[mythtv-users] Managing storage groups intelligently

Stephen Worthington stephen_agent at jsw.gen.nz
Wed Sep 2 03:44:04 UTC 2020

On Tue, 1 Sep 2020 17:08:18 -0500, you wrote:

>> You can do what I do, which is to have my recordings go to the
>> partitions in my "Default" storage group, but also have another
>> storage group I call "Archives".  In my case, the "Default" drives CMR
>> drives and most of the "Archives" drives are shingled (SMR) drives,
>> which are unsuitable for recording to.  I currently have 7 drives on
>> "Default" so I am safe to do up to 14 recordings at once before I have
>> to worry about getting damaged recordings.  There are 5 drives on
>> "Archives".  When playing back recordings, MythTV will find the files
>> in any storage group, but will only record to the storage group
>> specified in the recording rule.  The default storage group used when
>> creating new recording rules is set in the "Default (Template)"
>> template rule.  So when my recording drives are getting full, I move
>> recordings from them to my "Archives" drives until I have enough free
>> space again.
>Thanks for the details. It appears like I could put SSD in Default group 
>and nothing else. I can create HD storage group and put all the other 
>spinning disks there. Since recording rules usually choose Default, it 
>will always go to SSD.
>In the night when the system is at rest, I will execute cache management 
>type copying from SSD?? to HD.?? I will keep the most recently accessed 
>files in SSD and others will go to HD. Like you suggest, I will copy xxx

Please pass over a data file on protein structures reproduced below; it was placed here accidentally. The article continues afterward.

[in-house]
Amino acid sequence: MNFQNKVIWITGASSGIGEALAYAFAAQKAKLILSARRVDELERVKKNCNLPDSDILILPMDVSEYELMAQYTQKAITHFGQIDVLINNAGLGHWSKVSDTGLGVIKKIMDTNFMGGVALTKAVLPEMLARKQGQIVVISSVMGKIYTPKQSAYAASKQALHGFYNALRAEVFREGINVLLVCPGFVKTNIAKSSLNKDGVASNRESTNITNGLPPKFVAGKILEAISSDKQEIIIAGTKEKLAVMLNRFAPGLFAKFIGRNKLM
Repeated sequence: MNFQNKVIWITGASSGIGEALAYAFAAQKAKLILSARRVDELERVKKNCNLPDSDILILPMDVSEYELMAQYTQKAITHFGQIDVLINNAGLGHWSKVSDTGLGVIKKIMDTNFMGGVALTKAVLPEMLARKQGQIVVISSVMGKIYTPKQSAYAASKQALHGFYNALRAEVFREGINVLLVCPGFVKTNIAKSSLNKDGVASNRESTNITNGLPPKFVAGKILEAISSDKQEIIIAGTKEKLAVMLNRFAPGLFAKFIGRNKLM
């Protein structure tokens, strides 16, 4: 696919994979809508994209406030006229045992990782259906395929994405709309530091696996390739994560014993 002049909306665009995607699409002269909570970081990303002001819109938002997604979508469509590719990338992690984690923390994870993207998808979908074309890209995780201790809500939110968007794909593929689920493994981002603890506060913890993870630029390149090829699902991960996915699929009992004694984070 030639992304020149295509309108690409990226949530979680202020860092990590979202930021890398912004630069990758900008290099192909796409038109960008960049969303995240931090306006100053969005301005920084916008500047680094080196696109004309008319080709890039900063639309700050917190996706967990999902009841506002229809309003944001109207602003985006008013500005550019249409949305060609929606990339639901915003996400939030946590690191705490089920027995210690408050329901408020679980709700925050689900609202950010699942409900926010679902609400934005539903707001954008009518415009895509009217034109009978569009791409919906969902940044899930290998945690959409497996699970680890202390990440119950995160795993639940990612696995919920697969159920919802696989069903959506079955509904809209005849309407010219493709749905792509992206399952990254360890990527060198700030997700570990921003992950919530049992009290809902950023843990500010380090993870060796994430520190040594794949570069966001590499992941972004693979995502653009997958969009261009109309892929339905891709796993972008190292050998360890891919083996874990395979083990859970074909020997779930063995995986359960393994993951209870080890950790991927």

>as backup_xxx and delete xxx and rename backup_xxx as xxx.
>Do you think this will work based on your knowledge?

Yes.  That is analogous to what I am doing, but you will be doing it
daily and I only do it whenever my "Default" storage group is running
low on free space.

As you will be working the SSD hard, you will need to run TRIM
(fstrim) more often than the once a week that is standard.  In Ubuntu
this is now done from a systemd timer, but it used to be done from
/etc/cron.weekly.  I have changed it to daily, but you would need to
do some calculations to see how often you should be doing it.  Or you
could add the "discard" option to the SSD in fstab, so that TRIM will
be done every time space from a file is freed by the system.  The
problem here is that an SSD takes up to several seconds to erase one
of its storage blocks.  So you need to make sure it has already erased
blocks available, otherwise all write operations will be so slow as to
cause recordings to fail (and other problems for the system too).  The
way that SSD users are told to arrange this is to have 10% spare
blocks on the SSD that are not ever allocated to a partition, so that
even if the SSD is full, every time fstrim runs at least 10% of the
SSD's blocks will be then on the erased list and will be available for
writing.  But if that 10% gets used up and fstrim has not been run
again, then you will get the big erase times happening on every write.

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